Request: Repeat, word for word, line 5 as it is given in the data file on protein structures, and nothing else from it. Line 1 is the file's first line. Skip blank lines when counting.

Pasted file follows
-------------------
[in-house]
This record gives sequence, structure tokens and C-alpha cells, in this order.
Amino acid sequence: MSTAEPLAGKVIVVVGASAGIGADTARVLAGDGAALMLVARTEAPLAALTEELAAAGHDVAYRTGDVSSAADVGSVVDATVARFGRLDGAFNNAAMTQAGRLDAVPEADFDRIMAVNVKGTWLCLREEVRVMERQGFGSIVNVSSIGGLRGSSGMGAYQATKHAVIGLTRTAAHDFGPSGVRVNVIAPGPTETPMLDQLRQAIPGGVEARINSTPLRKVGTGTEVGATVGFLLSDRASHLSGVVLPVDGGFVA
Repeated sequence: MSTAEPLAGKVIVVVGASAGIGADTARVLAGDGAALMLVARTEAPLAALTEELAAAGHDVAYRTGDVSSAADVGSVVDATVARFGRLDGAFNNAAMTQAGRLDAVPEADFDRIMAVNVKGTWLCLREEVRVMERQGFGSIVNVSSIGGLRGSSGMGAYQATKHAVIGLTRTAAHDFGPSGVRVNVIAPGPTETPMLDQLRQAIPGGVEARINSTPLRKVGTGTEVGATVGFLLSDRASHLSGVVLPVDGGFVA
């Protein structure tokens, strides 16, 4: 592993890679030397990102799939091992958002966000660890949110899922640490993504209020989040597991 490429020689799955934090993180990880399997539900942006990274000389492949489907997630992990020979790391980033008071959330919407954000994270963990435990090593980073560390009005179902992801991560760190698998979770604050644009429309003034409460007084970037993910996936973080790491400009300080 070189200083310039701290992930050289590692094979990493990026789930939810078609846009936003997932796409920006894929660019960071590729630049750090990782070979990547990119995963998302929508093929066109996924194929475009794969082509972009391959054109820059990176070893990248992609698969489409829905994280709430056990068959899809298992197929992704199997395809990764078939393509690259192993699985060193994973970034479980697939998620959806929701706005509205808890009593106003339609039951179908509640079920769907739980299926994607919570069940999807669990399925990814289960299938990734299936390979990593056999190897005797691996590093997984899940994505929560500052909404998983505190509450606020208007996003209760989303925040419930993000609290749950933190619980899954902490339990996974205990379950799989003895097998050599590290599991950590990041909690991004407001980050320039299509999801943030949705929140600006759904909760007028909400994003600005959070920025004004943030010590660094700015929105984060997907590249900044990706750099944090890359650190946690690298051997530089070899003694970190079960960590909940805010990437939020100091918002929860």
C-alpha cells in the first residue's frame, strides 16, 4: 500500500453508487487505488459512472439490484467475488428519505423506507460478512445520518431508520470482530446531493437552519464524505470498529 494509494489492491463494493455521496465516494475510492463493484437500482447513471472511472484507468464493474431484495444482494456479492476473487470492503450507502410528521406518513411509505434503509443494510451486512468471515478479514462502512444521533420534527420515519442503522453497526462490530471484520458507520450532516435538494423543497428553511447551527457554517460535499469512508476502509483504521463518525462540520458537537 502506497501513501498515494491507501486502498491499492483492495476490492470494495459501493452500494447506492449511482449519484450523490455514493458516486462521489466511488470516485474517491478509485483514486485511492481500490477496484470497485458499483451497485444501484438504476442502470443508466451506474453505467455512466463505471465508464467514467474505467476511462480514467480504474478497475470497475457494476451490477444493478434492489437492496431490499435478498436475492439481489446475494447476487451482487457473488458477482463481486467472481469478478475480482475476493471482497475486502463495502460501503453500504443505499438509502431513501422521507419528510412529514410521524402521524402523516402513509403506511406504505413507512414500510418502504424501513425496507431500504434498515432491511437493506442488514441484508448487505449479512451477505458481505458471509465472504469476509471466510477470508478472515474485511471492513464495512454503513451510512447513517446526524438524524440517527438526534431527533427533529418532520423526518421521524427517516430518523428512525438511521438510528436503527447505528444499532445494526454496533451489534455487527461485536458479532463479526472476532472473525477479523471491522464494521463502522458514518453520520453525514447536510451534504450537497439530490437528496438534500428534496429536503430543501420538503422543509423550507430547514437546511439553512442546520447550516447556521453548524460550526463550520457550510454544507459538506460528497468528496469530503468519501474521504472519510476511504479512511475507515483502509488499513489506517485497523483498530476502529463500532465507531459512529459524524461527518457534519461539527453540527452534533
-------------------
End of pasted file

């Protein structure tokens, strides 16, 4: 592993890679030397990102799939091992958002966000660890949110899922640490993504209020989040597991 490429020689799955934090993180990880399997539900942006990274000389492949489907997630992990020979790391980033008071959330919407954000994270963990435990090593980073560390009005179902992801991560760190698998979770604050644009429309003034409460007084970037993910996936973080790491400009300080 070189200083310039701290992930050289590692094979990493990026789930939810078609846009936003997932796409920006894929660019960071590729630049750090990782070979990547990119995963998302929508093929066109996924194929475009794969082509972009391959054109820059990176070893990248992609698969489409829905994280709430056990068959899809298992197929992704199997395809990764078939393509690259192993699985060193994973970034479980697939998620959806929701706005509205808890009593106003339609039951179908509640079920769907739980299926994607919570069940999807669990399925990814289960299938990734299936390979990593056999190897005797691996590093997984899940994505929560500052909404998983505190509450606020208007996003209760989303925040419930993000609290749950933190619980899954902490339990996974205990379950799989003895097998050599590290599991950590990041909690991004407001980050320039299509999801943030949705929140600006759904909760007028909400994003600005959070920025004004943030010590660094700015929105984060997907590249900044990706750099944090890359650190946690690298051997530089070899003694970190079960960590909940805010990437939020100091918002929860």